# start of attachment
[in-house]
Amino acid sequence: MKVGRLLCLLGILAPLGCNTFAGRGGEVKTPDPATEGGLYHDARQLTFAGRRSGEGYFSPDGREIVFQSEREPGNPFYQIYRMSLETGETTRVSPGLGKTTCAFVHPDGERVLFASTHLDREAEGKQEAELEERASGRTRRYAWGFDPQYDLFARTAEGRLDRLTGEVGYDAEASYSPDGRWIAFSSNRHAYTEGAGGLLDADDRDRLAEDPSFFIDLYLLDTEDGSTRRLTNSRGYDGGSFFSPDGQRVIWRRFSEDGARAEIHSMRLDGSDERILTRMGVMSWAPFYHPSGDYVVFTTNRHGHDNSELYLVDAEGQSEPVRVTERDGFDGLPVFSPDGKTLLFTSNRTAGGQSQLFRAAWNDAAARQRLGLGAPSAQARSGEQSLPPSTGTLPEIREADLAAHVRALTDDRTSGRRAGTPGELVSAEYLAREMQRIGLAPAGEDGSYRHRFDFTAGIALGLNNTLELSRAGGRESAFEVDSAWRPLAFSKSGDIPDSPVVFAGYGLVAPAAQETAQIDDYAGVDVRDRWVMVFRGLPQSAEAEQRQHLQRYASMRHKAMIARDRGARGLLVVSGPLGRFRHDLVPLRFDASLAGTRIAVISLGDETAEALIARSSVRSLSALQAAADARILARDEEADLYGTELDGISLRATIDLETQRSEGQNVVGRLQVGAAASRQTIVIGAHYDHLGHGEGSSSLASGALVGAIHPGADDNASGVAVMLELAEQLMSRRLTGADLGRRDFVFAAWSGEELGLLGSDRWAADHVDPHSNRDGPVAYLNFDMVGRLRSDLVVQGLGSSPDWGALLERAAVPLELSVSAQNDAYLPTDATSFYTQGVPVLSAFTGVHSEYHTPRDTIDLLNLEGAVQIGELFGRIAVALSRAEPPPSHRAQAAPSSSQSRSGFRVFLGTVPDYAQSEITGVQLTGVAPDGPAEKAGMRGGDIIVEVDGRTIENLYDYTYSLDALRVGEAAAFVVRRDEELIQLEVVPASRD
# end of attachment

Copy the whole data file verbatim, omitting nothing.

[in-house]
Amino acid sequence: MKVGRLLCLLGILAPLGCNTFAGRGGEVKTPDPATEGGLYHDARQLTFAGRRSGEGYFSPDGREIVFQSEREPGNPFYQIYRMSLETGETTRVSPGLGKTTCAFVHPDGERVLFASTHLDREAEGKQEAELEERASGRTRRYAWGFDPQYDLFARTAEGRLDRLTGEVGYDAEASYSPDGRWIAFSSNRHAYTEGAGGLLDADDRDRLAEDPSFFIDLYLLDTEDGSTRRLTNSRGYDGGSFFSPDGQRVIWRRFSEDGARAEIHSMRLDGSDERILTRMGVMSWAPFYHPSGDYVVFTTNRHGHDNSELYLVDAEGQSEPVRVTERDGFDGLPVFSPDGKTLLFTSNRTAGGQSQLFRAAWNDAAARQRLGLGAPSAQARSGEQSLPPSTGTLPEIREADLAAHVRALTDDRTSGRRAGTPGELVSAEYLAREMQRIGLAPAGEDGSYRHRFDFTAGIALGLNNTLELSRAGGRESAFEVDSAWRPLAFSKSGDIPDSPVVFAGYGLVAPAAQETAQIDDYAGVDVRDRWVMVFRGLPQSAEAEQRQHLQRYASMRHKAMIARDRGARGLLVVSGPLGRFRHDLVPLRFDASLAGTRIAVISLGDETAEALIARSSVRSLSALQAAADARILARDEEADLYGTELDGISLRATIDLETQRSEGQNVVGRLQVGAAASRQTIVIGAHYDHLGHGEGSSSLASGALVGAIHPGADDNASGVAVMLELAEQLMSRRLTGADLGRRDFVFAAWSGEELGLLGSDRWAADHVDPHSNRDGPVAYLNFDMVGRLRSDLVVQGLGSSPDWGALLERAAVPLELSVSAQNDAYLPTDATSFYTQGVPVLSAFTGVHSEYHTPRDTIDLLNLEGAVQIGELFGRIAVALSRAEPPPSHRAQAAPSSSQSRSGFRVFLGTVPDYAQSEITGVQLTGVAPDGPAEKAGMRGGDIIVEVDGRTIENLYDYTYSLDALRVGEAAAFVVRRDEELIQLEVVPASRD